Vol. 16, No. 1 January 14, 2020 Issued by the Children’s Law Center of California on the second and fourth Tuesday of each month Written by: Stacie Hendrix (SH), Nancy Sariñana (NS), Margaret Lee (ML), Kristin Hallak (KH).
NEW DEPENDENCY CASELAW
In re Adam H.—filed 11/20/19; Cert. for Publ. 12/6/19; Second Dist., Div. Five Docket No. B298289 Link to case https://www.courts.ca.gov/opinions/documents/B298289.PDF
THE JUVENILE COURT ERRED WHEN IT REMOVED THE MINOR FROM THE NONCUSTODIAL PARENT UNDER WIC 361 INSTEAD OF ANALYZING THE FACTS UNDER WIC 361.2
14-year-old Adam H. was detained from his mother, the custodial parent. Father, the noncustodial parent, was located and granted visits prior to disposition. By disposition father was having unmonitored visits with Adam and the agency had not identified any safety hazards in the home. After the petition against mother was sustained, father asked for custody. The agency and minor’s counsel argued that it was premature to place Adam with father because Adam was still getting to know father. Although the court found that father was s non-custodial parent, it removed Adam from both parents under WIC 361, subdivision (c) and found that Adam would be in substantial danger of harm if “returned” to his parents’ care. Specifically, the court stated it would be “premature” to return Adam to father “given the fact he does not have a history of a relationship with his father.” Father appealed from the juvenile court’s order removing Adam from his custody under section 361, subdivision (c).
Affirmed in part, reversed in part, and remanded with directions. The juvenile court erroneously failed to apply section 361.2, subdivision (a), to father’s request for custody of Adam. The court was required to place Adam with father unless such placement would be detrimental to the
safety, protection, or physical or emotional well-being of the child. The error was not harmless because there was no clear evidence that implied a finding of detriment was warranted. The only concern cited was that Adam did not yet know father well which alone did not justify a finding of detriment under section 361.2. The matter was remanded to the juvenile court to consider the facts within the appropriate provision. (NS)
Appellate Advisements—Rule 5.590(a); Rule 8.406(a)
In re J.A. — published 12/6/19; Fourth Dist., Div. Two Docket No. E072398 Link to case: https://www.courts.ca.gov/opinions/documents/E072398.PDF
FAILURE TO ADVISE A PARTY OF APPELLATE RIGHTS DOES NOT PERMIT AN UNTIMELY NOTICE OF APPEAL TO REOPEN A CLOSED DEPENDENCY CASE
In October 2017, nine-year-old twins were detained from mother due to allegations of neglect and emotional abuse. Mother had an open dependency case at the time, but the new petition was filed after mother drove her son to the hospital to try to abandon him there. On November 20, 2017, the allegations were sustained, the twins were removed from mother, and father was granted sole physical and legal custody, with mother having monitored visits. The dependency cases were closed, and all future proceedings were referred to family court. The juvenile court did not advise mother of her right to appeal under California Rules of Court (“CRC”), rule 5.590(a). On September 5, 2018, mother’s family law attorney filed a section 388 petition in juvenile court asking to terminate the previous dispositional orders removing the twins from mother. The 388 petition was denied and mother did not appeal the denial. On March 21, 2019, mother’s attorney filed a notice of appeal from the disposition hearing on November 20, 2017. The appeal was dismissed because it exceeded the 60-day deadline to challenge the judgment under CRC rule 8.406(a). Mother’s attorney moved to vacate the dismissal, attached a copy of the transcript from the hearing showing that mother was never advised of her appellate rights, and argued that the juvenile court’s failure to advise mother of her appellate rights constituted good cause to excuse the lateness of her appeal under the decision In re A.O. (2015) 242 Cal.App.4th 145. The appeal was reinstated.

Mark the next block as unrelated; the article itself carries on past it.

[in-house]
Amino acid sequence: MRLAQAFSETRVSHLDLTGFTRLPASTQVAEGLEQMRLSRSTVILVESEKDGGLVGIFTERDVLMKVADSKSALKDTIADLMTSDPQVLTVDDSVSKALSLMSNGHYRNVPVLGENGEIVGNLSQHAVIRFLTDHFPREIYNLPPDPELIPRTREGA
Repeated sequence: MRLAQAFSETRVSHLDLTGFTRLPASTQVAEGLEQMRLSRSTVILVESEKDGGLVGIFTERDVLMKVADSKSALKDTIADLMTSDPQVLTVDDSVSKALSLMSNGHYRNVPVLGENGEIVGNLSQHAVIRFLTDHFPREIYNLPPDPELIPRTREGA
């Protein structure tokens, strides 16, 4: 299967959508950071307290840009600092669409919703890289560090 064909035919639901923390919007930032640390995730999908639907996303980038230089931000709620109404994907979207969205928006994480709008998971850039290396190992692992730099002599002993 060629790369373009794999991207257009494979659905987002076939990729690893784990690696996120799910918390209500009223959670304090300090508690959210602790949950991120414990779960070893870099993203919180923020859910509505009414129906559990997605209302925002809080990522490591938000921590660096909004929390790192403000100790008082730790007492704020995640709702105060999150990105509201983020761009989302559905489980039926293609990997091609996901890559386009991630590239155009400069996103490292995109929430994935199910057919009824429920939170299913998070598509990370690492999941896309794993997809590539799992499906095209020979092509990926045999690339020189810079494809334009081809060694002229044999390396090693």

Appeal dismissed. A party has 60 days from the date of the judgment to file a notice of appeal, and an untimely notice of appeal cannot be heard. In re A.O. is distinguishable because in that case, mother filed the notice of appeal of the dispositional orders at the same time she timely appealed from the six-month and twelve-month hearings, and the dependency case was still open when In re A.O. was heard. In comparison, this appeal was filed a year and a half after the dependency case was terminated. The mother was not diligent in filing her section 388 petition, did not appeal the ruling on that petition, and then took over six additional months to file the notice of appeal from the dispositional orders. The failure of the juvenile court to give writ and appeal advisements to a party does not authorize a parent to reopen a dependency case to relitigate jurisdictional and dispositional issues. Appeal deadlines exist to ensure finality of judicial decisions and security to the parties, and mother’s proper recourse is family court. (KH)